Report Finds COVID-19 Vaccines May Impact Menstrual Cycles But Findings Narrow in Scope

(WTTW News)(WTTW News)

After noticing changes in their menstrual cycles after getting a COVID-19 vaccine last year, a pair of researchers surveyed others about their experiences.

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Their goal? To shed some light on any connections between the vaccine and changes in menstrual cycles. While common vaccine side effects such as pain and redness at injection site, fatigue, fever and nausea were well documented, changes to menstrual cycles weren’t.

“A lot of people came to us and said, ‘I went to my doctor, I was scared and surprised by my symptoms and (my doctor) brushed me off,’” said Kathryn Clancy, an anthropology professor at the University of Illinois.

A new analysis of over 35,000 responses finds many experienced changes to their periods after vaccination, including unexpected bleeding.

“These findings validate those concerns and tells people it’s not in your head. It’s worth paying attention to,” said Clancy, one of the report’s authors. Despite the large number of participants, researchers say the findings can’t be extrapolated to the general public. 

Published online in the peer-reviewed journal Science Advances, the report does not include anyone who had been diagnosed with COVID-19 because the virus is likely associated with changes in menstrual cycles, according to Clancy. Researchers also excluded data from people ages 45-55 in order to avoid conflating the results by including menstrual changes associated with perimenopause.

Researchers focused their analysis on people who regularly menstruate and those who don’t currently but have in the past, including postmenopausal individuals and people on hormonal therapies that suppress menstruation. 

According to the report, 42.1% of people who had regular menstrual cycles bled more heavily than usual, while 43.6% reported no change after being vaccinated and 14.3% reported a mix of no change or lighter flow.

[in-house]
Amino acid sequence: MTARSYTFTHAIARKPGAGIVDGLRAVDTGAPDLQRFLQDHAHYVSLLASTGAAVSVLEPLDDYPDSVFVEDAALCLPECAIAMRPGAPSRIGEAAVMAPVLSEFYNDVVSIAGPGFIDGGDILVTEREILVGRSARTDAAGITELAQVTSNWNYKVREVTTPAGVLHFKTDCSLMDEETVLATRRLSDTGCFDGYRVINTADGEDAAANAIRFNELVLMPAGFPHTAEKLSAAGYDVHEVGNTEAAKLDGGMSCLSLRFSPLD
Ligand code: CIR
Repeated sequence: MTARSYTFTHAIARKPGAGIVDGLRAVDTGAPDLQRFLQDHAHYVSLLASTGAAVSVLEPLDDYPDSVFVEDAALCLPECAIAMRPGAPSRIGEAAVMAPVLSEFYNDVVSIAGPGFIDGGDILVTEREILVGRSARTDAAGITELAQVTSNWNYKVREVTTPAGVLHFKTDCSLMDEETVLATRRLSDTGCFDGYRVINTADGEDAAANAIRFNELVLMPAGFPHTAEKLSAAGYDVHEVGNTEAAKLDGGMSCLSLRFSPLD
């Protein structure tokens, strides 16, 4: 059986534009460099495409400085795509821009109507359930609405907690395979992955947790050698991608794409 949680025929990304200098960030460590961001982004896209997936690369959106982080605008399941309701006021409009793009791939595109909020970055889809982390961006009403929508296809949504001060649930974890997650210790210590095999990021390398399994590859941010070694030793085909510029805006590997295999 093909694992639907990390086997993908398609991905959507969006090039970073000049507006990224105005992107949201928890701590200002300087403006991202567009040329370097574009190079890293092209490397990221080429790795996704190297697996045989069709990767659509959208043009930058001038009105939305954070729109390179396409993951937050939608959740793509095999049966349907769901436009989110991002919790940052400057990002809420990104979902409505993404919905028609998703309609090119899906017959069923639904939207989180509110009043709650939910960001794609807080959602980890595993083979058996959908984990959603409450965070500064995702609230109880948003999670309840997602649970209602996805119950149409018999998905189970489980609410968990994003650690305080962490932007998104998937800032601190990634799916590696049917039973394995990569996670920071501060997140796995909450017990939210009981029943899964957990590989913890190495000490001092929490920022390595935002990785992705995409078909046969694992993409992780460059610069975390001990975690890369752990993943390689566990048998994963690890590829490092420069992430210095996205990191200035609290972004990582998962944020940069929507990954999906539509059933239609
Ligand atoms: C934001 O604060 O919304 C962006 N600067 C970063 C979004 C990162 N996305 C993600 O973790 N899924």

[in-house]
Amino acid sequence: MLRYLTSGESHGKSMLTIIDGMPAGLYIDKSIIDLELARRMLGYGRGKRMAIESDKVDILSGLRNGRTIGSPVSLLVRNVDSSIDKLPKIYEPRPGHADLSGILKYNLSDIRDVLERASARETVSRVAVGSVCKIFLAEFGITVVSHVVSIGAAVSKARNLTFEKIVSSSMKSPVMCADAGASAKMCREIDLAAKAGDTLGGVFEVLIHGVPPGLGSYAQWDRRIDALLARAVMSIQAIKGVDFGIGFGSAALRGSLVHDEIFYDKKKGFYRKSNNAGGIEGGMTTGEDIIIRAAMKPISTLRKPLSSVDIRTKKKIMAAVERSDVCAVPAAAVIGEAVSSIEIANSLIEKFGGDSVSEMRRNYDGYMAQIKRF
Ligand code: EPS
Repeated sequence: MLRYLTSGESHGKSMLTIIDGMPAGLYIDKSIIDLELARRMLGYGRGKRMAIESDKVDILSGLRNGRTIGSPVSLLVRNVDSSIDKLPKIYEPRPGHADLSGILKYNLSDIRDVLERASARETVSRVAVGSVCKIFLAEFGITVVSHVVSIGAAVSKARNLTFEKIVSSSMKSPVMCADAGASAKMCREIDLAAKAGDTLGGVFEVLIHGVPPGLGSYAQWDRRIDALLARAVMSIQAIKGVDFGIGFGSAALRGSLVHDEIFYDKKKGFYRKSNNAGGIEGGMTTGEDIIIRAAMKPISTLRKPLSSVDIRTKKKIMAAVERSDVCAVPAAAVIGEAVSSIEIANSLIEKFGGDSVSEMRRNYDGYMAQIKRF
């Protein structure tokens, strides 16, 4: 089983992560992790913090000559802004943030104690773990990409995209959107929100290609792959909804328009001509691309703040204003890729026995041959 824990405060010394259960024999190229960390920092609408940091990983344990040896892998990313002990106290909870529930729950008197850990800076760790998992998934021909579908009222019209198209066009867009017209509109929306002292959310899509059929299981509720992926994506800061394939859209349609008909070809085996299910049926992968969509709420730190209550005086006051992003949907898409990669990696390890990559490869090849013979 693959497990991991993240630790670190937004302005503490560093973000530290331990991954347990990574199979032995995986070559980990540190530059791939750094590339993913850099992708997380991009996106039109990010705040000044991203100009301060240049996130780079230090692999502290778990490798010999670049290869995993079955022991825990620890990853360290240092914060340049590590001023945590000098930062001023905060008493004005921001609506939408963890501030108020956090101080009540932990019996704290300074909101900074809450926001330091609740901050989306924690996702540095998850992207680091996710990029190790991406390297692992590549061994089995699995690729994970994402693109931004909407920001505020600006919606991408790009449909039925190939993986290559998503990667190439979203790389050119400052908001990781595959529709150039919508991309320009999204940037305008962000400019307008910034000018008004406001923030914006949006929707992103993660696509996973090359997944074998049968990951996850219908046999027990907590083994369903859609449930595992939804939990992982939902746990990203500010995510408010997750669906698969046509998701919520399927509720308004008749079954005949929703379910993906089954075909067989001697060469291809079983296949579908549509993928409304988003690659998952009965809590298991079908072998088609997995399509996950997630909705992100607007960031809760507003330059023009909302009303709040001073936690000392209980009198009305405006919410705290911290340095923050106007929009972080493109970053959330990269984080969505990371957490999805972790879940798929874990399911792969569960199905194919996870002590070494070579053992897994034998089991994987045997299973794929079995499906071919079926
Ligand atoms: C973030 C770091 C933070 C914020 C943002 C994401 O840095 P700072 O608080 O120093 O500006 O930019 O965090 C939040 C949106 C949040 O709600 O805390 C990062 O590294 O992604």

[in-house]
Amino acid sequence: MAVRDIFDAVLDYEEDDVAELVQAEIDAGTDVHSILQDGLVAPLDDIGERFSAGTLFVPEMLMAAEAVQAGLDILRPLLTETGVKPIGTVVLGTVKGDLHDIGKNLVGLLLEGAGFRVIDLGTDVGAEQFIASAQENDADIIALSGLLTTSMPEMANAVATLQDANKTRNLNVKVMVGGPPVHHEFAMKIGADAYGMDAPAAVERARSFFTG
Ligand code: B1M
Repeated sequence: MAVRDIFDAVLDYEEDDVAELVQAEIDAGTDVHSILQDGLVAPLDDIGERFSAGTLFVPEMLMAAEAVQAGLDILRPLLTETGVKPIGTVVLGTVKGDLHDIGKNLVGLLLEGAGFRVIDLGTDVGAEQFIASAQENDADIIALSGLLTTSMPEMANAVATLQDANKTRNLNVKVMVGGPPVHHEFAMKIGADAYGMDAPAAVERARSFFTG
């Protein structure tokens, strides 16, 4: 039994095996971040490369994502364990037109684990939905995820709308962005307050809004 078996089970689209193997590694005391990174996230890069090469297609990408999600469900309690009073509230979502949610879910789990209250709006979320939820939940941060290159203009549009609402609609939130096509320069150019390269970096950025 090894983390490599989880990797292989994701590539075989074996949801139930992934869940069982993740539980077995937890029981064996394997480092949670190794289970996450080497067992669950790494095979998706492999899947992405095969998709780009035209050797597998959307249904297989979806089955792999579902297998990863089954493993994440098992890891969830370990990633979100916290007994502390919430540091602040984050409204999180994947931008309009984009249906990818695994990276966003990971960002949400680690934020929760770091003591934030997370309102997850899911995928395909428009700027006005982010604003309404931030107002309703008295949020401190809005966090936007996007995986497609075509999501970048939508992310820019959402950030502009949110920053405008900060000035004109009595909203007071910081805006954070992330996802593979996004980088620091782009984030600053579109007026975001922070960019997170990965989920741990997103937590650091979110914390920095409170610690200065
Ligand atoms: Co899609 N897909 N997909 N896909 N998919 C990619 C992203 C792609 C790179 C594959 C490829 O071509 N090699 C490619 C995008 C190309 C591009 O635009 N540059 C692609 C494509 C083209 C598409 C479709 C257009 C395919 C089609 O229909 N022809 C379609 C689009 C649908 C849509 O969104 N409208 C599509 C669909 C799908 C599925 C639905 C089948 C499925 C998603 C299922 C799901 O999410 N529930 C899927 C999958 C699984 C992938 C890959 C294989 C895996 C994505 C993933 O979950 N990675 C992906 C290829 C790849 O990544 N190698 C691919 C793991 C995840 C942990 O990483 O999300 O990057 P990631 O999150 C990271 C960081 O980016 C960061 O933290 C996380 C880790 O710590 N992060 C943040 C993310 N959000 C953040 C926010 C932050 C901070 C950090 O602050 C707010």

Heavier menstrual flow was more likely among people who were Hispanic/Latinx; were older; had a diagnosed reproductive condition, such as polycystic ovarian syndrome or fibroids; used hormonal contraception; had previously been pregnant; had given birth; or experienced fever or fatigue after vaccination, according to the report.

While people may be concerned about the vaccine altering their menstrual cycle, changes aren’t unusual, according to Katharine Lee, assistant professor of anthropology at Tulane University.

“I really hope that this work, in combination with other groups publishing on this, helps people realize that variation in periods happen for a lot of reasons, and it doesn’t mean there’s something happening with fertility,” said Lee.

There’s no evidence that any vaccines, including COVID-19 vaccines, affect fertility, according to the U.S. Centers for Disease Control and Prevention and the American College of Obstetricians and Gynecologists.

Researchers also found breakthrough bleeding occurred among people who typically don’t have a period. According to the report, 70.5% of participants on long-acting reversible contraceptives, 38.5% of participants on gender-affirming hormones and 66% of postmenopausal participants reported breakthrough bleeding.

“Breakthrough bleeding can be scary when it happens to a non-menstruating person,” said Clancy. “It could be dysphoric and also be distressing because it’s not supposed to be happening.”

In addition, breakthrough bleeding can be an early symptom for cancer, according to researchers, who advise anyone experiencing breakthrough bleeding to tell their health care provider.

“If you have breakthrough bleeding – even if you think it’s associated with the vaccine – get it checked out,” Clancy said. “Who knows, it could be exposing an underlying issue.”

While the report’s findings can’t be applied to the general population due to selection bias and other limitations, researchers hope it “really gets (people) thinking about periods as something that’s worth paying attention to,” said Lee.

“(By) making these side effects more transparent … one can predict they might happen, like a sore arm, fever or fatigue,” Clancy added. “That puts people in an empowered positioned and (they’re) armored up with data when they go to their provider.”

Researchers also hope their findings will influence future vaccine trials to include questions about menstruation that go beyond screening for pregnancy.

“(Trials) do not ask about lived experience,” said Clancy. “There’s not a single question about menstrual cycles aside from when your last menstrual cycle was to make sure you’re not pregnant.”

Contact Kristen Thometz: @kristenthometz (773) 509-5452  [email protected]

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